Connecting people with financial support at the point of crisis will also help reduce the workloads of already over-stretched debt and money-management charities by helping to decrease the number of people developing complex and entrenched financial problems.

Despite the evidence of economic recovery, the benefits are not yet filtering down to people living on the breadline. Life is not likely to get easier for the poorest anytime soon which is why finding innovative ways to help people living on low-incomes is urgent.

Martin Lewis says: "The hope is that this scheme will provide a financial equivalent of ‘give a man a fish and you feed him for a day; teach a man to fish and you feed him for a lifetime’. I’ve been campaigning for financial education in schools for years, finally that starts on the curriculum in September, but that still leaves great swathes of our society, especially some of the most needy struggling with even the basics of money management.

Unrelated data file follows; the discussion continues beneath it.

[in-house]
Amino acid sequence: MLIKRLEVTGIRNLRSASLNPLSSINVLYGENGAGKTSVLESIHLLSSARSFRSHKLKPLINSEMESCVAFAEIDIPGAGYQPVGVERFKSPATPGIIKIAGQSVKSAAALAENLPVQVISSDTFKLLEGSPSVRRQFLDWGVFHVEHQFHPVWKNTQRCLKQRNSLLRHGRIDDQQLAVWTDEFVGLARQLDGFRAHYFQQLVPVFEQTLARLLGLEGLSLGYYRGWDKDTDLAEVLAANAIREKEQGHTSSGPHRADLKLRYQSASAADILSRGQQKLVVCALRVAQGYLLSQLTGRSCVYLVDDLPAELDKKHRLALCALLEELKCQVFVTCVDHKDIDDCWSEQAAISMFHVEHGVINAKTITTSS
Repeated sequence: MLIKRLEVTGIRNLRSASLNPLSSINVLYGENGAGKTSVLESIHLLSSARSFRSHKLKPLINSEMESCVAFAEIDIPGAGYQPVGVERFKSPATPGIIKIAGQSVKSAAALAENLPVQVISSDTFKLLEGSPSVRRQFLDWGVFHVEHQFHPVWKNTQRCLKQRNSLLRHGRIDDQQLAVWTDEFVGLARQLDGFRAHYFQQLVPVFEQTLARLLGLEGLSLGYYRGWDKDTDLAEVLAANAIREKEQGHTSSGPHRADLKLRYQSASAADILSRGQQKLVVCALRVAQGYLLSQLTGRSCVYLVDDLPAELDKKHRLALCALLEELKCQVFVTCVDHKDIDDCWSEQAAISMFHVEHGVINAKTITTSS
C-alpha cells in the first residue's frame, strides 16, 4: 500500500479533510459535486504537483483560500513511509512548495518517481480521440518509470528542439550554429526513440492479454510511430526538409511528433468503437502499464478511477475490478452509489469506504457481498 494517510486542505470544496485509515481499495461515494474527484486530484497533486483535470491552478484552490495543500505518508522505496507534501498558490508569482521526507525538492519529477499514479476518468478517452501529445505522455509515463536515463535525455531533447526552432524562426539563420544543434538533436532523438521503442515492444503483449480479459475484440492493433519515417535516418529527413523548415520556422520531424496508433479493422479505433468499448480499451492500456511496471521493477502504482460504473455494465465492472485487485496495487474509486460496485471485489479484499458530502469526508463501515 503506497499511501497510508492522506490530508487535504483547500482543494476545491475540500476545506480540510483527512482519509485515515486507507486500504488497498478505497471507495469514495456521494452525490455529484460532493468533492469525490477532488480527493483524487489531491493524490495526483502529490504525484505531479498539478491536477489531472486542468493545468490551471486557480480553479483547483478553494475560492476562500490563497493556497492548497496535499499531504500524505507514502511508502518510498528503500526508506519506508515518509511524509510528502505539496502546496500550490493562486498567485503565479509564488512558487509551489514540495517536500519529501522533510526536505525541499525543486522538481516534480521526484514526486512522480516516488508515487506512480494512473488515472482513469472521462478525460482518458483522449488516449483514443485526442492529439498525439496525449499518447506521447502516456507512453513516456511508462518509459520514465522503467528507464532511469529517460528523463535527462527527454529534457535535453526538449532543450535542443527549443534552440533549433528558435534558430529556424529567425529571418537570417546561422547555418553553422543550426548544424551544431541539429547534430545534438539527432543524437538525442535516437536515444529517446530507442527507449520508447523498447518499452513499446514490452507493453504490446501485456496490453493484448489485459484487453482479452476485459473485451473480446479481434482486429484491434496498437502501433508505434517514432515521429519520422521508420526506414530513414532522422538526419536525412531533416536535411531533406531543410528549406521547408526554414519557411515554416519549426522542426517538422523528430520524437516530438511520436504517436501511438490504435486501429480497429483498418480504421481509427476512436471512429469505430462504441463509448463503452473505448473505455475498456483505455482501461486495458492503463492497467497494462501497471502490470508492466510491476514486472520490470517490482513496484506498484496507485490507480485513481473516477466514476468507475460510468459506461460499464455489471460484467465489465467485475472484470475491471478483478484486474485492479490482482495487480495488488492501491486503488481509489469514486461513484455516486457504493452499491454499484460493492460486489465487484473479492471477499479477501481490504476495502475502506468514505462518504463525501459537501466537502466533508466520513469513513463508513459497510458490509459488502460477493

"Those who go to foodbanks are already open to asking for help. They’ve rightly prioritised the urgent need to feed themselves and their children. Yet if we can intervene at that point to start to get their financial lives back on track, by approachable, non-judgemental help, it will hopefully cut down the number of return visits."

The Trussell Trust runs a network of over 400 foodbanks across the UK that give emergency food and support to people in crisis and, if the pilot is successful, this could be rolled out across the UK in 2015/16.

The pilot scheme will initially be launched in six Trussell Trust foodbanks in different regions of the UK, aiming to improve the financial standing of foodbank users and to improve their household budgetary skills. The scheme will partner with national UK debt charities to offer professional debt counselling services for up to 20 hours a week per centre in each region.

The pilot will start in September 2014.

Related past blogs